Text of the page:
Here’s the new home for the RF MOSFET linear amplifier:
It’s been a while since I made any posts about my MOSFET amplifier for the low bands. I decided to re-house the project in a much bigger cabinet because things are just too confined, and getting rid of the heat is just too much of a problem within the confines of the original Pentium 2 computer case that I used. Bear with me, it takes me hours and hours these days to perform a simple task due to severe health limitations. So what should take me an hour takes a whole evening. If I exhaust myself, I will break off and take a few days off and come back to it later. So who knows when the amp will be completed!
I must say I am absolutely ASTOUNDED by the cost of a decent aluminium (or even steel) enclosure these days! So, ideally, though I would like to put the linear in a nice 4U rack enclosure, I’ve had to settle for simply a much bigger computer tower case instead. I toyed with the idea of buying the parts needed to make a nice 4U case for this project, but even buying aluminium angle, sheet and so on from various eBay places soon added up to a total of over 80 quid, and I would still have to make the box! Eighty fuckin’ quid! Think I’ll use the ol’ PC case, then!
I decided to blog it as I go along in case you are interested in building one yourself.
First job: clear out the IT paraphernalia from the computer tower, and install plenty of fans. Check the current consumption of all the fans running to get an idea of how robust to make the fan supply:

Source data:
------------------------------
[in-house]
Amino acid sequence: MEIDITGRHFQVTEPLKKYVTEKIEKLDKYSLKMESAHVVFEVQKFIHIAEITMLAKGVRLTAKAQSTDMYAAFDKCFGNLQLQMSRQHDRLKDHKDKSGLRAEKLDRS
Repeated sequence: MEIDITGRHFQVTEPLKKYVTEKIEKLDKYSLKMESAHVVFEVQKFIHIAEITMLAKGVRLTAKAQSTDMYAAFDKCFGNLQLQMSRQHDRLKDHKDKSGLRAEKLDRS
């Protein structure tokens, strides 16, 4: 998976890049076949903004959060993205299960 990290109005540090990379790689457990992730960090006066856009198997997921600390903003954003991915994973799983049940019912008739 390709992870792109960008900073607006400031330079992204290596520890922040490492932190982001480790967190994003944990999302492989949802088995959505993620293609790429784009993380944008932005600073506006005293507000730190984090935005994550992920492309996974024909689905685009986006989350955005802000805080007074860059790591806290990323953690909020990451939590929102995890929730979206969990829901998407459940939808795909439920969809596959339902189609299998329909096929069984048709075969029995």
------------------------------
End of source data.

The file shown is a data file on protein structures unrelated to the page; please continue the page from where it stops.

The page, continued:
From past experience, I know that good airflow is a must for high-power, inefficient linear amplifiers such as this one. So I installed a total of eight case fans (common or garden pc fans) that draw in air at the bottom of the enclosure, blow it up and onto the huge heatsink for the FETS, and drag it out of the upper rf compartment.
As you can see, the fans will take 1.25 ish Amps, so I will need to find a robust way of easily delivering that current at this voltage (12v). I will likely keep it separate from the main amplifier supply (for reasons of rx noise) and I will only power the fans when the heatsink reaches a certain temperature. (More on this later when I explore the biasing of the MOSFETs — I will use heat-sensing feedback voltage that stabilizes the current to feed to a comparator that only supplies voltage to the fans as required.
Here’s a picture of the fans running and gives a better idea of the plan I have for this old tower case: it seems to be naturally divided into two halves: I am going to use he bottom section for the power supply, and the top half for the RF stuff.
Here you can see the fans “glowing” at the top of the computer case (not my choice, just what happened to be in stock at the time)!
Next job: get the guts of the amplifier installed in the top RF compartment. What a job! The heat-sink has been liberated from a very high power, but scrap audio amplifier. The heat-sink fins are super sharp and cut my hands to pieces!
Fag papers box added to give some idea of scale. If you are not a smoker, and do not visit Family Bargains (more or less our local pound shop), then let me tell you that the fag papers packet is about the same size as a packet of 20 cigarettes. The actual amplifier ‘brick’ is quite literally ‘one I made earlier’, before I was ill, so I’m hoping it doesn’t need too much more work. You can see the rough schematic here:
Did I tell you? My metalwork skills are shite! Really should put that grille on the inside of the case, but I got tired. At least the airflow is improved this way!
OK, had enough for now. Will continue this later…
You can read more about the ham radio MOSFET linear amplifier here.
Related articles on the same subject: MOSFET linear amplifier Power Supply